Between the existing power line and the west side of the substation, a tap structure must be built. What’s a tap structure MEC’s engineers were asked? Engineers explained that the tap structure is used to cut into an existing transmission line in order to tie substations to the high voltage grid. The structure itself is usually a self-supporting single-shafted pole with a large concrete foundation.

The tap structure for the Highland project will be constructed within the existing power line 145′ right-of-way. The overhead cables supported from two angle iron lattice structures are cut and then re-connected to the tap structure. Basically, the tap structure re-orients the cables for entering the substation.

MEC engineers said that contractors with specialized training and equipment for power line construction will install the tap structure and perform the necessary line work. The power line is de-energized while the tap structure is built. MidAmerican Energy was asked, but they couldn’t say, how long the outage would be while the tap structure is built and power lines are strung into the substation.

The power line is re-energized when the structure is completed and the overhead cables are re-connected. New overhead cables are strung to the substation dead-end structures located at the west side. Work on building that tap structure will be done in the spring when better working conditions arrive.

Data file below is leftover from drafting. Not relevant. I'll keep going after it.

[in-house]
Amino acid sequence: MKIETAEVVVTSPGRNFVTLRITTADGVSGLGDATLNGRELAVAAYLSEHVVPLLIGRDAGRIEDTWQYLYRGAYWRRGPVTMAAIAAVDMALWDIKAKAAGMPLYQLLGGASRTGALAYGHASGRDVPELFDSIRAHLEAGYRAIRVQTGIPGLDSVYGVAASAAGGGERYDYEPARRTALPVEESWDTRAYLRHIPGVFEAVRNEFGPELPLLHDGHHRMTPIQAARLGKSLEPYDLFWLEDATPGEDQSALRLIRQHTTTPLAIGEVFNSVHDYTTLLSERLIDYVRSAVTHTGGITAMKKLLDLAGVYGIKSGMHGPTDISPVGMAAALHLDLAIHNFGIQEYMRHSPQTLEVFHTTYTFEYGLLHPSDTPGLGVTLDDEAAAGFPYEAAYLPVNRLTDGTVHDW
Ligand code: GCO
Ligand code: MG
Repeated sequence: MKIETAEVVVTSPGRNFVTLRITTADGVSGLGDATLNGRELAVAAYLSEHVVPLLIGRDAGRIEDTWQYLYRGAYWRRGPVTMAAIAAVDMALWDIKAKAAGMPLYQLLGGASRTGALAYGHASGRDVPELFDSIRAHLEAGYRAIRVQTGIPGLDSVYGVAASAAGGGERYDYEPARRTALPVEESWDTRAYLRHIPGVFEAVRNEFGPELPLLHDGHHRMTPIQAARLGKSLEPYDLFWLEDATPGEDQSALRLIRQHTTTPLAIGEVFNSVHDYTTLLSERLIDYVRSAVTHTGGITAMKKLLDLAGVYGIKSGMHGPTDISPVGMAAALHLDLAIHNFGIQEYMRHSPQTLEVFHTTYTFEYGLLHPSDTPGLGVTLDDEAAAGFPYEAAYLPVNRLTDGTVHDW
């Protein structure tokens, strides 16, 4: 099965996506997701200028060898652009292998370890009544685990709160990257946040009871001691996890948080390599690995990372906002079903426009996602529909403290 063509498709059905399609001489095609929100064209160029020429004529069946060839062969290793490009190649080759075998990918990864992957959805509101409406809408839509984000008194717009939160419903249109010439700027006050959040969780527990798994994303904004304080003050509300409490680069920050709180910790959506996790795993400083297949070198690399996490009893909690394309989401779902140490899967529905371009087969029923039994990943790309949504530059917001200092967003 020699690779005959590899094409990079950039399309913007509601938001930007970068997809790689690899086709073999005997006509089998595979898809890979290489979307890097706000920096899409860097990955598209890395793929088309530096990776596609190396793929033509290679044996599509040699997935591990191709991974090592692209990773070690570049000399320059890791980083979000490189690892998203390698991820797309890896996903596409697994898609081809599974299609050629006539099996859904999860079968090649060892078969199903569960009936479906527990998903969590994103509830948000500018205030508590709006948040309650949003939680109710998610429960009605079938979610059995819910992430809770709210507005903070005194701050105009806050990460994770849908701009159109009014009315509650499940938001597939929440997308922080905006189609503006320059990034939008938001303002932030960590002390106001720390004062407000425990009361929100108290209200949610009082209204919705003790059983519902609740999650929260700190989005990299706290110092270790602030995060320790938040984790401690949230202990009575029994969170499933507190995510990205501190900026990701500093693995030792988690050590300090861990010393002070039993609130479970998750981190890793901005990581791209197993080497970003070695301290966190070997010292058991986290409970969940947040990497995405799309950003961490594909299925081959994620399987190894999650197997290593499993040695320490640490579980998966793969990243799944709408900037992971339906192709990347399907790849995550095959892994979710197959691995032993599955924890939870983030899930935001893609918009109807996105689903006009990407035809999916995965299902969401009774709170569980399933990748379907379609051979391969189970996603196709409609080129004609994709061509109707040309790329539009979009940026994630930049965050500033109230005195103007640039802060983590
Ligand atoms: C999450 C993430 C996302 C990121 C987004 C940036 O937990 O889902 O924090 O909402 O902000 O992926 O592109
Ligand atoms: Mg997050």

Meanwhile, high voltage linemen working inside the facility have been busy erecting the numerous vertical and horizontal steel structures. Working in a high voltage substation means linemen often find themselves working high off the ground. When 345 kV power lines cross over farmland and other terrain, the cables must maintain a minimum clearance of 28′ above the ground to meet electrical code regulations.

Driving by the substation site, linemen can often be seen using portable man lifts to reach iron structures and high voltage electrical devices 60 and 70 feet high off the ground. One truck crane lifts the components for the men working in the man lifts to hang in place and bolt together.